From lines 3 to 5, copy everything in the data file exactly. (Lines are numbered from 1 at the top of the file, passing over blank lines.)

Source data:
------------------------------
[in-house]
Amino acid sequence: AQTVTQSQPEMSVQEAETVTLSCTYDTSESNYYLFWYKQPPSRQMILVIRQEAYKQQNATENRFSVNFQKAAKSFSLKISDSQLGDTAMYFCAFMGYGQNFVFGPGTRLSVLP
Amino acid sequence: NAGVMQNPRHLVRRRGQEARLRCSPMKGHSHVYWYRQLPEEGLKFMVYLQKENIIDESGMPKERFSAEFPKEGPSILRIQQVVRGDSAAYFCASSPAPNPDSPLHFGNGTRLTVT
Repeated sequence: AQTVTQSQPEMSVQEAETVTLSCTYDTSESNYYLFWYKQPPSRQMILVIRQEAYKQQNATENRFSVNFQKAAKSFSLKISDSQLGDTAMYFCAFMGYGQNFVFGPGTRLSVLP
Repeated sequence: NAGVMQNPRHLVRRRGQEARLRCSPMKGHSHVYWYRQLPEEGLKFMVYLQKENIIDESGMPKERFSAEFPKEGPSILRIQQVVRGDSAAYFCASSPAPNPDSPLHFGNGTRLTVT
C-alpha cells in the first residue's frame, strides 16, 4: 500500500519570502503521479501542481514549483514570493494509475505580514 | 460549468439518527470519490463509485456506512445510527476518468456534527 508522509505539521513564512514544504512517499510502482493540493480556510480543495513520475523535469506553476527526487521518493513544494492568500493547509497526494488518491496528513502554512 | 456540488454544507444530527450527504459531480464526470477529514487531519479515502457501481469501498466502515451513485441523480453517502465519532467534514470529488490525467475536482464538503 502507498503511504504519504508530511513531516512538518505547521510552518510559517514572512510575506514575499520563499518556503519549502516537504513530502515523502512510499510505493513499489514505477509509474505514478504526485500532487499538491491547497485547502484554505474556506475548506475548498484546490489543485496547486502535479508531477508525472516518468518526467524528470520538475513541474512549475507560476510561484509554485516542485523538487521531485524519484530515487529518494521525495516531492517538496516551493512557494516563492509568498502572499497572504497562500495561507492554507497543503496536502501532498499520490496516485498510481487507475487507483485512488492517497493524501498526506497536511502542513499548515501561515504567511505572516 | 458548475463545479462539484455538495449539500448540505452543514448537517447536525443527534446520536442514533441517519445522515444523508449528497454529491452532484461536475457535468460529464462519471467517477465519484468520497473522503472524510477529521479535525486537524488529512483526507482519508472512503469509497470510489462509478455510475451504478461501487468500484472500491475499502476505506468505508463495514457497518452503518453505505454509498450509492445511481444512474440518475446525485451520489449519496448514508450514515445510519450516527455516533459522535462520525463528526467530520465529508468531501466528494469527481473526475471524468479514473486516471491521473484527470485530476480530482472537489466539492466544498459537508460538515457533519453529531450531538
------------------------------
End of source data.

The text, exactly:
Amino acid sequence: NAGVMQNPRHLVRRRGQEARLRCSPMKGHSHVYWYRQLPEEGLKFMVYLQKENIIDESGMPKERFSAEFPKEGPSILRIQQVVRGDSAAYFCASSPAPNPDSPLHFGNGTRLTVT
Repeated sequence: AQTVTQSQPEMSVQEAETVTLSCTYDTSESNYYLFWYKQPPSRQMILVIRQEAYKQQNATENRFSVNFQKAAKSFSLKISDSQLGDTAMYFCAFMGYGQNFVFGPGTRLSVLP
Repeated sequence: NAGVMQNPRHLVRRRGQEARLRCSPMKGHSHVYWYRQLPEEGLKFMVYLQKENIIDESGMPKERFSAEFPKEGPSILRIQQVVRGDSAAYFCASSPAPNPDSPLHFGNGTRLTVT